THE PANDEMIC AND PUBLIC HEALTH

Given the persistent pandemic, the 2022 budget focuses heavily on the health of Michigan families by offering to fund the vaccine rollout and other public health matters.

$360 million is allocated to sustain a permanent direct care wage increase of $2 for direct care workers, $38 million will be devoted to a one-time “nursing home COVID supplemental payment” to address lost revenue over the past year and $91 million is allocated to improving access to behavioral health programs for Medicaid enrollees. MiChoice program will also be expanded, receiving $19 million, while the Lead Poisoning Prevention Fund will receive $10 million.

The Race, Equity, Diversity, and Inclusion Office will also receive $2.1 million to “promote racial equity and inclusion in DHHS-administered services,” while $8.4 million will be invested to reduce health disparities and expand the use of community data to enhance health coverage as part of the Michigan Health Information Network.

“AARP research shows that the overwhelming majority of Michigan residents prefer to age in place in their own homes and communities. Also, rebalancing Michigan’s long-term care system — allowing a greater share of the people who need services to remain in their own homes — can also save taxpayer dollars,” shared Lisa Dedden Cooper, manager of advocacy at AARP Michigan, while commenting on the budget. “Medicaid dollars can support nearly three older adults in-home and community-based services for every one person in a nursing home. We applaud Governor Whitmer for expanding the MiChoice program to provide critical alternatives to those in nursing home care.”

INFRASTRUCTURE AND THE ENVIRONMENT

The last two major points addressed in the budget are Michigan’s infrastructure and promoting clean energy and the environment.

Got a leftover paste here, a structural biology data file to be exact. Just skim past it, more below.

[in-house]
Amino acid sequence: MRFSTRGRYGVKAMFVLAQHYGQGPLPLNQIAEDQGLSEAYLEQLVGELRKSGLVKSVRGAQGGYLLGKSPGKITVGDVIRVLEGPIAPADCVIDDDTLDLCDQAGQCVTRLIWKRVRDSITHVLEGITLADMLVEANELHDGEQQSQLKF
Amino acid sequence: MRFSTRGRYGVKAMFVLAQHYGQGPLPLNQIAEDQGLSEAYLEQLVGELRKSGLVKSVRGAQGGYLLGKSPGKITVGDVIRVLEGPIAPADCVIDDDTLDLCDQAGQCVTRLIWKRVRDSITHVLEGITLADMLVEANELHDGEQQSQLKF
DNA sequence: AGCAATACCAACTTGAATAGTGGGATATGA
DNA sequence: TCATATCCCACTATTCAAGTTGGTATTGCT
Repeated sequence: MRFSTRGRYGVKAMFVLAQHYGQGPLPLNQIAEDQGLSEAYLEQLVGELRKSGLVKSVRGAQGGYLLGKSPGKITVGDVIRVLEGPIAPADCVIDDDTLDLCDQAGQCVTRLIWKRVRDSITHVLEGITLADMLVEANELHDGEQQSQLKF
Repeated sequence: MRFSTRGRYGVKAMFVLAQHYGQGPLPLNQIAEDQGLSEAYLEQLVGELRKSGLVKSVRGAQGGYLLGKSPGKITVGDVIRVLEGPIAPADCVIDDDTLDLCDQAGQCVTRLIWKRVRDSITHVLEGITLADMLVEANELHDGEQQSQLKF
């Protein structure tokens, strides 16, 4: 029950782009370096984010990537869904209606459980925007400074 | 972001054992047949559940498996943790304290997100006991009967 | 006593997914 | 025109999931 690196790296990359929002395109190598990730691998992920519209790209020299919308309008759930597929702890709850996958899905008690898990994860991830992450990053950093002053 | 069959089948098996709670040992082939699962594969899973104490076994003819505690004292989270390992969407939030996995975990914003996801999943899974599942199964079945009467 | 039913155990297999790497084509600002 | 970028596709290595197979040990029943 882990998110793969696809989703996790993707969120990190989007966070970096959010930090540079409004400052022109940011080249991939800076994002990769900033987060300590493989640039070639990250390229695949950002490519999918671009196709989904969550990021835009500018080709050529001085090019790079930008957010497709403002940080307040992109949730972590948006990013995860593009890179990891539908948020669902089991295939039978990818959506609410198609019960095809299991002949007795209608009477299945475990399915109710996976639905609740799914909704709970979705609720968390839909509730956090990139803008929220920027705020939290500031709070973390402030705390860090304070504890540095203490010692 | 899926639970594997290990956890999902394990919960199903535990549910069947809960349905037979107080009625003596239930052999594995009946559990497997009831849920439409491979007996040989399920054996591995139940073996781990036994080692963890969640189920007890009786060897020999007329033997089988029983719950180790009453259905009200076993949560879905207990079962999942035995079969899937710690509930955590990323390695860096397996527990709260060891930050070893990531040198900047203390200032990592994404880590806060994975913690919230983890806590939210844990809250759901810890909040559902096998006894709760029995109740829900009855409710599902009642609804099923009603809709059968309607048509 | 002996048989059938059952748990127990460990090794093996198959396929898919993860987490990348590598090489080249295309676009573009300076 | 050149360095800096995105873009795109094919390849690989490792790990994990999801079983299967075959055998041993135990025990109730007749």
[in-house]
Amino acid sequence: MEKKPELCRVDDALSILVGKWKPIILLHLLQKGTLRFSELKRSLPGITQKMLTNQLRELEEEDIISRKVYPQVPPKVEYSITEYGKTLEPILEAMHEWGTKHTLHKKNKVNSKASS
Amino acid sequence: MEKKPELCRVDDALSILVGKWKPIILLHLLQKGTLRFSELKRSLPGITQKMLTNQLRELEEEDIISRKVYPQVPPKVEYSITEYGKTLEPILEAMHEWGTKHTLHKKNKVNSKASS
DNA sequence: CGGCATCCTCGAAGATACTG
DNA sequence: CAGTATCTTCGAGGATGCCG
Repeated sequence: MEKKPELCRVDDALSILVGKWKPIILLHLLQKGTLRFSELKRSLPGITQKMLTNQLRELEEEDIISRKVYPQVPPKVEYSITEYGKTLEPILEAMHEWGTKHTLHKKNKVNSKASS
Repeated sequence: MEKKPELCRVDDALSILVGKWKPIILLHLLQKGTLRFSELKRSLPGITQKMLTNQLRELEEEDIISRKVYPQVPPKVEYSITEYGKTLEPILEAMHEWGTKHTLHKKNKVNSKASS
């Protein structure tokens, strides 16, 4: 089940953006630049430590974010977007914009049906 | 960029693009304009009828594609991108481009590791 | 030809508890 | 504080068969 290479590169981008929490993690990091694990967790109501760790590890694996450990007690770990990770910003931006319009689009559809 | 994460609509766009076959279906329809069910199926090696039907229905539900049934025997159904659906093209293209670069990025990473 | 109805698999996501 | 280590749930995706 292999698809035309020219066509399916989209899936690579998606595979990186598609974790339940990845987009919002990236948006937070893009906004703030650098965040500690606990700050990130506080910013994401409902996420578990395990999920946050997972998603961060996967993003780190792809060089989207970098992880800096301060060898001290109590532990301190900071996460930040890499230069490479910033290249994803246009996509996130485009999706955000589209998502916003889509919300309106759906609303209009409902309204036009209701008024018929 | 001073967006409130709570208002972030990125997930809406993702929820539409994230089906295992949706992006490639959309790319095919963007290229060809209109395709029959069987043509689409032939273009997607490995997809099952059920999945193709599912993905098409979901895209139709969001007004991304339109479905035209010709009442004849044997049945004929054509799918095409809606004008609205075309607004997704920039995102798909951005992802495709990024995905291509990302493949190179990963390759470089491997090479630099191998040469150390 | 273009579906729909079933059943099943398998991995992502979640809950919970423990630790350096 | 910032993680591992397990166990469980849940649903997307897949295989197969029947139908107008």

$300 million is allocated to repairing local bridge’s, with 120 in serious condition slated to be replaced, the MI Clean Water Plan will receive $290 million in infrastructure grants aimed at addressing sewer overflows and $40 million will be used to fund “high water level and resilient infrastructure” to address coastal erosion, flooding, urban heat and more.

Following the disaster that occurred with the Edenville and Sanford dams, $15 million will also be invested into the Dam Safety Emergency Fund to address situations where “dam owners are unwilling or unable to mitigate hazards caused by dam malfunction.”

In regard to energy and the environment, $20 million is being invested in cleanup to support rapid response efforts in contaminated sites, $5 million will go to the State Facility Green Revolving Fund to promote energy efficiency and renewable energy projects, while $5 million in grants will go into supporting the purchase of propane tanks to help match Michigan’s energy needs.

Lastly, the Michigan Saves Green Bank will receive $5 million to leverage private investment in clean energy improvements, which should promote $150 million in private capital for clean energy across the state.

“As business leaders focused on protecting the Great Lakes, we appreciate seeing in this budget a continued commitment to advancing solutions to transition to a clean energy economy and ensuring the Great Lakes are protected by investing in critical water infrastructure needs across the state,” stated Bob Sutherland, president and CEO of Cherry Republic in Glen Arbor, and chairman of the Great Lakes Business Network Clean Energy Working Group, while commenting on the budget.

The complete budget may be read at michigan.gov. Be sure to subscribe to our newsletter for regular updates on all things Detroit and more.